Elongated gyrobifastigium

In geometry, the elongated gyrobifastigium or gabled rhombohedron is a space-filling octahedron with 4 rectangles and 4 right-angled pentagonal faces.

Elongated gyrobifastigium
Gabled rhombohedron
TypeStereohedron
Faces4 rectangles
4 pentagons
Edges18
Vertices12
Vertex configuration(4) 4.4.5
(8) 4.5.5
Symmetry groupD2d, [2+,4], (2*2), order 8
Rotation groupD2, [2,2]+, (222), order 4
Dual polyhedronSnub disphenoid
Propertiesconvex, space-filling
Net

The first name is from the regular-faced gyrobifastigium but elongated with 4 triangles expanded into pentagons. The name of the gyrobifastigium comes from the Latin fastigium, meaning a sloping roof.[1] In the standard naming convention of the Johnson solids, bi- means two solids connected at their bases, and gyro- means the two halves are twisted with respect to each other. The gyrobifastigium is first in a series of gyrobicupola, so this solid can also be called an elongated digonal gyrobicupola. Geometrically it can also be constructed as the dual of a digonal gyrobianticupola. This construction is space-filling.

The second name, gabled rhombohedron, is from Michael Goldberg's paper on space-filling octahedra, model 8-VI, the 6th of at least 49 space-filling octahedra.[2] A gable is the triangular portion of a wall between the edges of intersecting roof pitches.

The highest symmetry forms are D2d, order 8, while if the underlying rectangular cuboid is distorted into a rhombohedron, the symmetry is reduced to 2-fold rotational symmetry, C2, order 2.

It has all 3-valence vertices and its dual has all triangular faces, including the snub disphenoid as a deltahedron with all equilateral triangles.[3] However the dual of the snub disphenoid is not space-filling because the pentagons are not right-angled.

Variations

A topologically distinct elongated gyrobifastigium has square and equilateral triangle faces, seen as 2 triangular prisms augmented to a central cube. This is a failed Johnson solid for not being strictly convex.[4]

This is also a space-filling polyhedron, and matches the geometry of the gyroelongated triangular prismatic honeycomb if the elongated gyrobifastigium are dissected back into cubes and triangular prisms.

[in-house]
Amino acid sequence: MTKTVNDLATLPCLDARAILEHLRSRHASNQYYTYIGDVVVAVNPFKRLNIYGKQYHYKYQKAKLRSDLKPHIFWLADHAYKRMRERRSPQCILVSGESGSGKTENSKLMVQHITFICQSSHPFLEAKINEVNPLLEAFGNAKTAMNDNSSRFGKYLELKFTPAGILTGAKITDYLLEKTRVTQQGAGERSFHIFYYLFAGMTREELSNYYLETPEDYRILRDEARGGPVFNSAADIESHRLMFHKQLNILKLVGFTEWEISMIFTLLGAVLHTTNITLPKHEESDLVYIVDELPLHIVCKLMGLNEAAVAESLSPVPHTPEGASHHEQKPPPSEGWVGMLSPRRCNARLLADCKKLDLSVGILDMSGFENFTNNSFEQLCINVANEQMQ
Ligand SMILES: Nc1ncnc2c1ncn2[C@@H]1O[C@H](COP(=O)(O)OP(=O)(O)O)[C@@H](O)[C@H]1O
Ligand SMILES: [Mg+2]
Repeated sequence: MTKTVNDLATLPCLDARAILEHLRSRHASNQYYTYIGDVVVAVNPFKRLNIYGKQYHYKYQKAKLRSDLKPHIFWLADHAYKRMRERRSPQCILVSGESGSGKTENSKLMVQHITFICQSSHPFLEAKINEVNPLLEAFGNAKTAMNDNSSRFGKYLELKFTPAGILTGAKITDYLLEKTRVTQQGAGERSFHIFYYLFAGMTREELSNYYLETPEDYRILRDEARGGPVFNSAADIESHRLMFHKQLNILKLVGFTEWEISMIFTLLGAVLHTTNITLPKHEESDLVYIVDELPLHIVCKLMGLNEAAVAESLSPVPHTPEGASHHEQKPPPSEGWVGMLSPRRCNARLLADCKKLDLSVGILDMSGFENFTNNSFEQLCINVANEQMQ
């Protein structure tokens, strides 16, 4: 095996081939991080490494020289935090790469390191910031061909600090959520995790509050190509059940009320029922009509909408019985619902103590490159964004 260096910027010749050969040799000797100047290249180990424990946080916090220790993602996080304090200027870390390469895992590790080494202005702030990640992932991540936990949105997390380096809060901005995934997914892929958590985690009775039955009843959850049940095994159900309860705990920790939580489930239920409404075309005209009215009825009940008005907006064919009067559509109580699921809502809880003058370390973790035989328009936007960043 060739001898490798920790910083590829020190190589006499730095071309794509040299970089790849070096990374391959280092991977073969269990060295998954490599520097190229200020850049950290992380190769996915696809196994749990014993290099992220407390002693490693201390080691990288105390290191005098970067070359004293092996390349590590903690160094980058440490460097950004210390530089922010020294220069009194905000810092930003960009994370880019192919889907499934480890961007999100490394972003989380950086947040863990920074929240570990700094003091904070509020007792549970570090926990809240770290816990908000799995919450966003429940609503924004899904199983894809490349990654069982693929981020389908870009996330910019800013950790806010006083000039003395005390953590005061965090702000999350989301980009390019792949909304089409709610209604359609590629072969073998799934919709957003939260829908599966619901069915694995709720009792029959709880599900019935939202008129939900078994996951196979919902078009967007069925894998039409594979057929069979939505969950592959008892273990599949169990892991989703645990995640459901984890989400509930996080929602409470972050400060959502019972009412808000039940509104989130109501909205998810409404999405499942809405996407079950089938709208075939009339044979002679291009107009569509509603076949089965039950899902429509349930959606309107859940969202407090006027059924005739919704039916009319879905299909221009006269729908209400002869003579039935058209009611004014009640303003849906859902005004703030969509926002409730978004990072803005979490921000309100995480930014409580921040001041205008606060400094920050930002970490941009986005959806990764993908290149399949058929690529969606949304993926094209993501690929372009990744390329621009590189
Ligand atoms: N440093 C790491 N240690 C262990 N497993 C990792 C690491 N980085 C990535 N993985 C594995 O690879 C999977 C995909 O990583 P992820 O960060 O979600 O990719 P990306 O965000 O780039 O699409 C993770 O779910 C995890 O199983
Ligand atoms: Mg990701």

Coplanar square and triangles

The elongated gyrobifastigium must be based on a rectangular cuboid or rhombohedron to fill-space, while the angle of the roof is free, including allowing concave forms. If the roof has zero angle, the geometry becomes a cube or rectangular cuboid.

The pentagons can also be made regular and the rectangles become trapezoids, and it will no longer be space-filling.

TypeSpace-fillingNot space-filling
Image
Equilateral pentagons

Rhombic

Coplanar

Concave

Dual of snub disphenoid

Regular pentagons
Net

Honeycomb

Like the gyrobifastigium, it can self-tessellate space. Polyhedra are tessellated by translation in the plane, and are stacked with alternate orientations. The cross section of the polyhedron must be square or rhombic, while the roof angle is free, and can be negative, making a concave polyhedron. Rhombic forms require chiral (mirror image) polyhedral pairs to be space-filling.


Equilateral variation

Rhombic variation

Convex variation

Coplanar-faced variation

Concave variation

See also

References

  1. Rich, Anthony (1875), "Fastigium", in Smith, William (ed.), A Dictionary of Greek and Roman Antiquities, London: John Murray, pp. 523–524.
  2. Goldberg, Michael, On the space-filling octahedra, Geometriae Dedicata, January 1981, Volume 10, Issue 1, pp 323–335 PDF Archived 2017-12-22 at the Wayback Machine
  3. Dual of Snub Disphenoid (J84)
  4. Convex regular-faced polyhedra with conditional edges P3,2
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